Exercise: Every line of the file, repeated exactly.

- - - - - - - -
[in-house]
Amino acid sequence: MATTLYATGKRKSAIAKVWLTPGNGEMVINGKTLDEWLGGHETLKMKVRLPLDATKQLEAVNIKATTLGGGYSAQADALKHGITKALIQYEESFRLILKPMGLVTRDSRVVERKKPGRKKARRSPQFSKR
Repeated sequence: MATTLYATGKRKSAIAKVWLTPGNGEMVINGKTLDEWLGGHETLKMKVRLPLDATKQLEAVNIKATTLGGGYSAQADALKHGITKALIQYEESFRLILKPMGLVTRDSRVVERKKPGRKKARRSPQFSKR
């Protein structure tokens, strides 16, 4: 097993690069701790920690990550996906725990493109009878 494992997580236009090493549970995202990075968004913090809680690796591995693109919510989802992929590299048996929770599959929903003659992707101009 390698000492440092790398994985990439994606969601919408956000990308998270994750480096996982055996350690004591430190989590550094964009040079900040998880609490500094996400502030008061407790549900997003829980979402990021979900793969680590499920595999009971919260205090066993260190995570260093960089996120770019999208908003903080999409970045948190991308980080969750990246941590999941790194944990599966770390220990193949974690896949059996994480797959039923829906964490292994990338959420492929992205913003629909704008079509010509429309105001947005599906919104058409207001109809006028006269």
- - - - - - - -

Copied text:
[in-house]
Amino acid sequence: MATTLYATGKRKSAIAKVWLTPGNGEMVINGKTLDEWLGGHETLKMKVRLPLDATKQLEAVNIKATTLGGGYSAQADALKHGITKALIQYEESFRLILKPMGLVTRDSRVVERKKPGRKKARRSPQFSKR
Repeated sequence: MATTLYATGKRKSAIAKVWLTPGNGEMVINGKTLDEWLGGHETLKMKVRLPLDATKQLEAVNIKATTLGGGYSAQADALKHGITKALIQYEESFRLILKPMGLVTRDSRVVERKKPGRKKARRSPQFSKR
């Protein structure tokens, strides 16, 4: 097993690069701790920690990550996906725990493109009878 494992997580236009090493549970995202990075968004913090809680690796591995693109919510989802992929590299048996929770599959929903003659992707101009 390698000492440092790398994985990439994606969601919408956000990308998270994750480096996982055996350690004591430190989590550094964009040079900040998880609490500094996400502030008061407790549900997003829980979402990021979900793969680590499920595999009971919260205090066993260190995570260093960089996120770019999208908003903080999409970045948190991308980080969750990246941590999941790194944990599966770390220990193949974690896949059996994480797959039923829906964490292994990338959420492929992205913003629909704008079509010509429309105001947005599906919104058409207001109809006028006269």